Up to Dual Channel, 1066-3300 MHz
Video Outputs DisplayPort (4096x2304 at 24 Hz, 3840x2160 at 60 Hz)
VGA (1920x1200 at 60 Hz)
DVI-D (1920x1200 at 60 Hz)
Onboard LAN Realtek RTL8111G
Onboard Audio Realtek ALC892
Expansion Slots 1 x PCIe 3.0 x16
1 x PCIe 2.0 x4
4 x PCIe 2.0 x1
Onboard SATA/RAID 6 x SATA 6 Gbps, RAID 0/1/5/10
USB 3.0 6 x USB 3.0 [4 rear panel, one header]
Onboard 6 x SATA 6 Gbps
1 x USB 3.0 Header
2 x USB 2.0 Headers
4 x Fan Headers
1 x TPM Header
1 x LPT Header
1 x COM Header
Front Panel Headers
Front Audio Header
Power Connectors 1 x 24-pin ATX
1 x 4-pin CPU
Fan Headers 1 x CPU 4-pin
3 x SYS 4-pin
IO Panel 1 x Combination PS/2 Port
2 x USB 2.0 Ports
4 x USB 3.0 Ports
1 x Reatek NIC
Audio Jacks
Warranty Period 3 Years
Product Page Link

The Z97 Guard-Pro totally makes sense from the point of view of a compute platform that does not rely on PCIe bandwidth. MSI is promoting all of its protection features along with 6-way PCIe device supportand enough horsepower with an overclocked G3258 to organize the data. Note that the decision to use DVI-D, VGA and DisplayPort on the rear means that users can equip three screens from the processor graphics without issue.

BIOS and Software
Comments Locked


View All Comments

  • Samus - Thursday, August 21, 2014 - link

    Definitely agree about the Core 2's. Anything pre-Bloomfield is showing its age. But there is a subtle but noticeable difference between a Pentium Haswell and a Core i3 Haswell when using Windows 8/Office 2013, especially in Outlook and Access (programs that deal with large data files)
  • Flunk - Wednesday, August 20, 2014 - link

    I think it would match better with a i5 4670k, you're better off buying one of the few H-series boards that support overclocking the Pentium AE and saving the rest. If you're paying more for your board than your CPU you have a problem.
  • Computer Bottleneck - Wednesday, August 20, 2014 - link

    I'm glad Ian reviewed this board. It is very pertinent considering it is a board that has been bundled with Pentium G3258.

    Just less than a week ago the Pentium G3258 was on sale with the MSI Z97 Guard Pro for $110 AR --->

    We don't find these kind of deals with the i3 or other Pentiums or Celerons.
  • Gigaplex - Wednesday, August 20, 2014 - link

    It's a bit late to get into GPU bitcoin mining...
  • Shadowmaster625 - Wednesday, August 20, 2014 - link

    Ironically, I just got this board in last night, as part of a TD $100 G3258 combo. My G3258 will no go past 4.4GHz @ 1.299V. And the temps hit 92C under full load so upping the voltage isnt really an option. Even though these temps are high, I'm just going to leave it because during my suite of real world tests, the temps stayed below 70C.

    My main issue with the board is that my ethernet cuts out whenever I plug in any USB device. I have to unplug my LAN and then plug it back in or else it wont work. I tried plugging in a thumb drive as gently as I possibly could and it still caused the LAN to die.

    Another annoying issue is that every time I move my SSD to a different SATA port, it makes the board think the overclocking failed, so I have to go back into the BIOS each time and turn it back on.
  • hojnikb - Wednesday, August 20, 2014 - link

    Looks like a defected mobo, if you ask me.
  • kwrzesien - Wednesday, August 20, 2014 - link

    As far as the M.2 specs go, straight from the MSI manual:

    Intel Z97/ H97 Express Chipset
    6x SATA 6Gb/s ports (SATA1~6)
    1x M.2 port*
    M.2 port supports M.2 SATA 6Gb/s module
    M.2 port supports M.2 PCIe module up to 10Gb/s speed**
    M.2 port supports 4.2cm/ 6cm/ 8cm length module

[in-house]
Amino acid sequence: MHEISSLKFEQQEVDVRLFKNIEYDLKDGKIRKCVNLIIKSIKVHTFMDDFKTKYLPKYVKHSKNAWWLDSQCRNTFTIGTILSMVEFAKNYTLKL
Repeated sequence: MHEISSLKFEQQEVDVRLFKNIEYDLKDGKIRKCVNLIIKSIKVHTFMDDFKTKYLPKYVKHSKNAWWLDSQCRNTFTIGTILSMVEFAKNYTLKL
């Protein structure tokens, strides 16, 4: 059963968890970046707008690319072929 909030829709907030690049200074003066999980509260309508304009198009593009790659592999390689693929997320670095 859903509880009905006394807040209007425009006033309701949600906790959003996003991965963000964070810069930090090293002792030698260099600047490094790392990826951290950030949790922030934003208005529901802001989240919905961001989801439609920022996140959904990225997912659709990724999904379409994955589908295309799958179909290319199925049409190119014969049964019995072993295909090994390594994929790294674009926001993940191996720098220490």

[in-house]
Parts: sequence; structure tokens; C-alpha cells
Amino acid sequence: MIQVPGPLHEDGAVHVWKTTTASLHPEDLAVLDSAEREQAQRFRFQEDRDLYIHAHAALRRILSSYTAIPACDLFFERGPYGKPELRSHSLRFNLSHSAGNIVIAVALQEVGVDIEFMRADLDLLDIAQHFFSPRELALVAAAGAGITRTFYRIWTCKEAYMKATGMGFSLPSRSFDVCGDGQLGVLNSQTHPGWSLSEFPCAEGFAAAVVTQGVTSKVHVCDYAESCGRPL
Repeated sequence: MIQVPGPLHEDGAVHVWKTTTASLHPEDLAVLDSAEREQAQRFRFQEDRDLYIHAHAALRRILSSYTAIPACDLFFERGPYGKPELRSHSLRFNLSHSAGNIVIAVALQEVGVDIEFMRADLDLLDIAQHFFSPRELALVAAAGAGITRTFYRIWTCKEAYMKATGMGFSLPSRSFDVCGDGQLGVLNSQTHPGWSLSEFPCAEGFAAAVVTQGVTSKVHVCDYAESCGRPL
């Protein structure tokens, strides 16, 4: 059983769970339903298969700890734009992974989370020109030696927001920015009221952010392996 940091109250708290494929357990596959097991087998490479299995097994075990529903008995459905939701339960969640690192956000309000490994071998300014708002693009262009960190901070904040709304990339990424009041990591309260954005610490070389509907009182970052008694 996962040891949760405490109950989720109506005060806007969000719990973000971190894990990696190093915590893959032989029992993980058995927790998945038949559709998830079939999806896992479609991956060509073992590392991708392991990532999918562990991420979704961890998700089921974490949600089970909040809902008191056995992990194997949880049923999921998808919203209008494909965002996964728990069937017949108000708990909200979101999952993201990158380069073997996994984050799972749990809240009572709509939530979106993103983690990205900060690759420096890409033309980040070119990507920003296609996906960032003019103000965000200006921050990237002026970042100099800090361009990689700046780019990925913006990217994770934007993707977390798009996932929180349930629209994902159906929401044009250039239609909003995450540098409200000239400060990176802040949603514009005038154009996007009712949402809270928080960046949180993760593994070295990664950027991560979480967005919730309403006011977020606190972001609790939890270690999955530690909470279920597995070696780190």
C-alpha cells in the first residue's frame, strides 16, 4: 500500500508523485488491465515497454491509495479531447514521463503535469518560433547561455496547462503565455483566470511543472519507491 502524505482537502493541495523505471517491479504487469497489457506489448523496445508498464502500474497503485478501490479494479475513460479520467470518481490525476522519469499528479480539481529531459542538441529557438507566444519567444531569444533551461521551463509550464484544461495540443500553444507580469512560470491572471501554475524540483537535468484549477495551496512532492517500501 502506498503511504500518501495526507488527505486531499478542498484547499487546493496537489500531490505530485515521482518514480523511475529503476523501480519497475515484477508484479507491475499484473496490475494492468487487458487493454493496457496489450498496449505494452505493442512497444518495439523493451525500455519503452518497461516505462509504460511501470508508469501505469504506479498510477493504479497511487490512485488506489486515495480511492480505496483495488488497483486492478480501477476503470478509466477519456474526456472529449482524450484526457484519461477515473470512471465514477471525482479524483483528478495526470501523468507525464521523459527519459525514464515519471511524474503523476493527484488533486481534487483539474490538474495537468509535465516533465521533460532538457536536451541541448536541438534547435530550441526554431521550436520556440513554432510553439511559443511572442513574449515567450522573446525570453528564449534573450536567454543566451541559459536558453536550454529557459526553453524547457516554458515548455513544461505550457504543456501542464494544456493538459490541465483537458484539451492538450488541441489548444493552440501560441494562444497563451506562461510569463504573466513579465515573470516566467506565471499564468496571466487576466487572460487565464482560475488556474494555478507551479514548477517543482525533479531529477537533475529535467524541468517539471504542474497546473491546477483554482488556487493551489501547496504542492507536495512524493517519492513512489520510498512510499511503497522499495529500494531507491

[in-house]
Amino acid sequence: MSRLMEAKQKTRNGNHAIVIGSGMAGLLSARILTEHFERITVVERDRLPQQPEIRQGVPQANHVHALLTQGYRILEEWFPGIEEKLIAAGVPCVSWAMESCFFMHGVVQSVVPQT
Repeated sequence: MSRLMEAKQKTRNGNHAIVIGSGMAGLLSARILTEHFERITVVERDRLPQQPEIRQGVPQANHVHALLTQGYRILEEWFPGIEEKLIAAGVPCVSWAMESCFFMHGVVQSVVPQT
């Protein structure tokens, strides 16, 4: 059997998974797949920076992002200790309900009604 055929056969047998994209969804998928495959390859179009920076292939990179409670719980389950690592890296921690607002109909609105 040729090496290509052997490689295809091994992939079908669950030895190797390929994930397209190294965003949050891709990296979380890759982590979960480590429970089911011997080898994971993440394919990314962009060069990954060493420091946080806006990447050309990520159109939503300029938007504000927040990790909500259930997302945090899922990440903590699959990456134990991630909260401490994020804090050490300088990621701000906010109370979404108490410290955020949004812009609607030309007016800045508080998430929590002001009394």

Supports RAID 0, RAID1, RAID 5 and RAID 10***
    Supports Intel Smart Response Technology, Intel® Rapid Start
    Technology and Intel Smart Connect Technology****
    * The SATA5 and SATA6 ports will be unavailable when installing a module in the M.2 port.
    ** M.2 PCIe interface only supports UEFI option ROM, NOT support legacy option ROM.
    *** M.2 PCIe interface does not support RAID 0, RAID1, RAID 5 and RAID 10.
    **** Supports Intel Core processors on Windows 7 and Windows 8/ 8.1

    So I don't see anything in the manual about the M.2 disabling any of the PCIe slots, either for SATA or PCIe type M.2 drives - it appears to use the SATA 5 & 6 ports either way. Anyway this is a PCIe 2.0 x2 10MB/s type connection, not x4 and not PCIe 3.0. Still would be very fast with the Plextor PCIe M.2 drives (which oddly cost less than the slower Micron SATA M2. drives): It appears that booting is supported natively.
  • anthill - Wednesday, August 20, 2014 - link

    Anandtech should do an article discussing minimum fps. Looking at the bioshock numbers the difference between the best and worst motherboard is 13fps. Even the top board dips below the 30fps threshold that not even a g-sync monitor can help you with. BF4 isn't as significant but one still would be at a ~5fps disadvantage versus picking the top performing motherboards.

    Is this driver related? Can it be improved upon by opting for faster ram, 2133 vs 1600?

    I feel it's a topic they could look into. Especially with VR coming soon I have read a gamer would need to hit a locked 90hz to feel a sense of "presence". These minimum fps benchmarks could become an issue going forward if one wants to hit the target fps needed.
  • StrangerGuy - Wednesday, August 20, 2014 - link

    Why is anybody still running CPU performance benchmarks on mobo reviews in 2014 is beyond me. We would much rather see LPC latency, LAN/USB throughput, audio quality testing etc.
  • lorribot - Wednesday, August 20, 2014 - link

    Why is it always assumed that enthusiasts have unlimited funds? Most are probably like me, when it come to replacing the core of our system it is invariably on a restricted budget, not for us a $200 mobo and a $200 CPU. Anything that the mobo manufacturers can do to allow you to upsec the CPU to a K series is very welcome. I really don't care that it is Realtek as Intel will not really make that much difference over my poor adsl internet connection and I can't afford a speaker system that will show the difference between Realtek and Creative or anyone else's sound chips.
    All I want is a good strong, stable basic mobo that will allow overclocking for the minimum cost, this board gets close to this ideal.

Log in

Don't have an account? Sign up now